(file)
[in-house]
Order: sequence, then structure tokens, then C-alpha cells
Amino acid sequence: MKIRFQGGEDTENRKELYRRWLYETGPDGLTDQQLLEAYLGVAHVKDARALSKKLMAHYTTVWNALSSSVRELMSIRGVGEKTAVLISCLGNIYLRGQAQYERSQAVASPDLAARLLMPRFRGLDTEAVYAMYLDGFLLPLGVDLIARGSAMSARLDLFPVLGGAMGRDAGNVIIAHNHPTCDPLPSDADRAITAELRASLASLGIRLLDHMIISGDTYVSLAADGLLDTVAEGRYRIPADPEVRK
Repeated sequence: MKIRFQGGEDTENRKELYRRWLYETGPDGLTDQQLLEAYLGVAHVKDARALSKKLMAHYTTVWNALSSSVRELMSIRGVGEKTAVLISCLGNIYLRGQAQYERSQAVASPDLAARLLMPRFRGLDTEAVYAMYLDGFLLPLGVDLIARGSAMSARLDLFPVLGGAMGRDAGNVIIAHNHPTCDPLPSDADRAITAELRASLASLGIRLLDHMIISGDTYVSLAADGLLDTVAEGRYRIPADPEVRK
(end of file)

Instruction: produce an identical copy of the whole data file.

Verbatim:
[in-house]
Order: sequence, then structure tokens, then C-alpha cells
Amino acid sequence: MKIRFQGGEDTENRKELYRRWLYETGPDGLTDQQLLEAYLGVAHVKDARALSKKLMAHYTTVWNALSSSVRELMSIRGVGEKTAVLISCLGNIYLRGQAQYERSQAVASPDLAARLLMPRFRGLDTEAVYAMYLDGFLLPLGVDLIARGSAMSARLDLFPVLGGAMGRDAGNVIIAHNHPTCDPLPSDADRAITAELRASLASLGIRLLDHMIISGDTYVSLAADGLLDTVAEGRYRIPADPEVRK
Repeated sequence: MKIRFQGGEDTENRKELYRRWLYETGPDGLTDQQLLEAYLGVAHVKDARALSKKLMAHYTTVWNALSSSVRELMSIRGVGEKTAVLISCLGNIYLRGQAQYERSQAVASPDLAARLLMPRFRGLDTEAVYAMYLDGFLLPLGVDLIARGSAMSARLDLFPVLGGAMGRDAGNVIIAHNHPTCDPLPSDADRAITAELRASLASLGIRLLDHMIISGDTYVSLAADGLLDTVAEGRYRIPADPEVRK